Tamron Still Believes in APS-C

Started 10 months ago | Discussions thread
nnowak Veteran Member • Posts: 7,728
Re: Tamron is leaving $ MONEY $ on the table not making EF-M, Fuji-X lens

dpeete wrote:

Microprism wrote:

nnowak wrote:

Microprism wrote:

nnowak wrote:

Microprism wrote:

I know quite well that no matter how good a sensor is there is some light level at which either you use a faster lens or you get distractingly visible noise. The better the sensor the lower the light level in which it performs acceptably, but that threshold always exists. For myself, I know exactly what ISO level on my own cameras is acceptable to me. That suits me fine.

That is exactly the point. The 24-105mm f/4-7.1 on full frame will give you a higher threshold than any EF-M zoom on crop.

If I follow you correctly


a full frame camera with a 105mm f/7.1 FF lens will produce an image with equivalent noise level to 66mm f/4.5 lens on a APS-C camera, correct?

not exactly

I think I got it, but here's the rub. If the correct exposure is f/4.5 and the actual exposure is f/7.1, the result is an underexposed image. So, next you take the full frame photo and go into your image editing program to brighten it accordingly. However, because the image was underexposed originally you have sacrificed an f/stop or more of dynamic range in order to compensate for the underexposure. So, yes, the 100mm FF f/7/1 setup has yielded an image with the noise level of a APS-C f/4.5 camera and lens combination. But it is one with less dynamic range. There is no free lunch in my experience. Of course, if f/7.1 is the correct exposure you are in great shape.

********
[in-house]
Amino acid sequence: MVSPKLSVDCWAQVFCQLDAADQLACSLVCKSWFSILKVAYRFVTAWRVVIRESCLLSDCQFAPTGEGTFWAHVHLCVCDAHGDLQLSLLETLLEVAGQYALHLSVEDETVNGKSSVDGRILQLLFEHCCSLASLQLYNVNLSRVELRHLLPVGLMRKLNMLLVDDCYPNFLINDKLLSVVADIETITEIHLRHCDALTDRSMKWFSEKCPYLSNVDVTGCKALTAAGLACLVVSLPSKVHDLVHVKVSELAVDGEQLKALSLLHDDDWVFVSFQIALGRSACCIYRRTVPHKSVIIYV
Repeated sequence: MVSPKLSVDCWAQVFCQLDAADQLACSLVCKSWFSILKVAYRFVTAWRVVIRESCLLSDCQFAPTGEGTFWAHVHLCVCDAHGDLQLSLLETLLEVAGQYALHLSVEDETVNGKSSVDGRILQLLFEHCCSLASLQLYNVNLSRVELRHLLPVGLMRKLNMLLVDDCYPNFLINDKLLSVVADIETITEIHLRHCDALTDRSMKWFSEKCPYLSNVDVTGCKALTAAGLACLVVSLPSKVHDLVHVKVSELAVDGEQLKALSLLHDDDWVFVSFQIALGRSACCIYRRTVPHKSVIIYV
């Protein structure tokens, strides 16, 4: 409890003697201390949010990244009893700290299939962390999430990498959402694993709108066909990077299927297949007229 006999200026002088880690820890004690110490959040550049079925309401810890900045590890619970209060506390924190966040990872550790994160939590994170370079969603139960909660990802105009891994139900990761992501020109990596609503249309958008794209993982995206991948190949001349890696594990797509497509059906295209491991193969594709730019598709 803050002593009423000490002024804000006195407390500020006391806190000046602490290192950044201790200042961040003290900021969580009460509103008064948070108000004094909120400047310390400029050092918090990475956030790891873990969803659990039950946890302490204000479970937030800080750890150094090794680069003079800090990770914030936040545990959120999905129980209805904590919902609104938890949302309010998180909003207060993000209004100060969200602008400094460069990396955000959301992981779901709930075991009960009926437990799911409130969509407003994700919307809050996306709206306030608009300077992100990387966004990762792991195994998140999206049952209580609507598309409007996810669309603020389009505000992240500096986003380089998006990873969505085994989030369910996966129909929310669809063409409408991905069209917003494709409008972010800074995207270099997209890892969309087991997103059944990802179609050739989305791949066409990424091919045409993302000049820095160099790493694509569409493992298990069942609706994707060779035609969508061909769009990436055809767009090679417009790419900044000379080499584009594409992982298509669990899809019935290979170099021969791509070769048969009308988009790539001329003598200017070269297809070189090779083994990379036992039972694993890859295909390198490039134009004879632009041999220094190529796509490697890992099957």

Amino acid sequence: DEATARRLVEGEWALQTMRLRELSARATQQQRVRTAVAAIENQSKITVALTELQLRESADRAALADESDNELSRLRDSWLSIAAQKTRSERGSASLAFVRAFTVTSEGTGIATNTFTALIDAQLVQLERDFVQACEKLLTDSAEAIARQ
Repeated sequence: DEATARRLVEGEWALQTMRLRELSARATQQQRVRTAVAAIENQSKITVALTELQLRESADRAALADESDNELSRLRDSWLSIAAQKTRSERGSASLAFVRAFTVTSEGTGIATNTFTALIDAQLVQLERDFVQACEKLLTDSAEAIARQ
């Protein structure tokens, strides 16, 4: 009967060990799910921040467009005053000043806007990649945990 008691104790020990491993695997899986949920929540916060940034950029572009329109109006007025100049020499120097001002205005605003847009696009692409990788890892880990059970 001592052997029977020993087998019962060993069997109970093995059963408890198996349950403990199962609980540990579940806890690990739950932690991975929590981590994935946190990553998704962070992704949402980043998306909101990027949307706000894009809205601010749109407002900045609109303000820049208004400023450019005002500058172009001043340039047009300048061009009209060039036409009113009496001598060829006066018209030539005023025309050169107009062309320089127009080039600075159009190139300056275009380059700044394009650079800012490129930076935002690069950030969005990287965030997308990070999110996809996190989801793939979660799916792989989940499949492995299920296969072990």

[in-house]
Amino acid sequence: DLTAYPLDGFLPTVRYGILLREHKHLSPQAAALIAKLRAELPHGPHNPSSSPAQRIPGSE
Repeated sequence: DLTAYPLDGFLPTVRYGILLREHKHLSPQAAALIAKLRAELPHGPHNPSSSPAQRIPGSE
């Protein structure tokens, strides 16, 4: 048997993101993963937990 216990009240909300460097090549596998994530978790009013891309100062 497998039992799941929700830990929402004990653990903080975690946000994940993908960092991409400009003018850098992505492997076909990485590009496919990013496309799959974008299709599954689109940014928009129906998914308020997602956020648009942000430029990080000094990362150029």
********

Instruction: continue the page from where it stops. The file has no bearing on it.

Let's back up. First, we need to clarify that we are talking about sensors from the same technological generation. No original 5D vs M6 II. Based on the differences in sensor size/area between full frame and Canon APS-C, we have the following....

  • At the same ISO setting, a full frame sensor will have 1 and 1/3 stops lower noise
  • At the same ISO setting, a full frame sensor will have 1 and 1/3 stops more dynamic range.
  • At the same aperture setting, the full frame sensor will have 1 and 1/3 stops shallower depth of field.

ISO 2500 on a Canon crop camera will have the same noise levels and same dynamic range as ISO 6400 on the full frame sensor. An aperture of f/4.5 on crop yields the same depth of field as f/7.1 on full frame.

An exposure of f/7.1, ISO 6400, and 1/100 on full frame versus f/4.5, ISO 2500, and 1/100 on crop will produce images with the same noise levels, the same dynamic range, the same depth of field, and the same subject motion blur.

The fastest zooms for the M system are f/5.6 at the long end. Lets say you are at f/5.6, ISO 3200 and 1/100 with a crop camera. At f/7.1 and 1/100 on the full frame camera, you would need to be at ISO 5000 for the correct exposure. ISO 5000 is 2/3 of a stop above ISO 3200. Given the 1 and 1/3 stop noise advantage for full frame, you are still left with a net advantage of 2/3 of a stop at ISO 5000.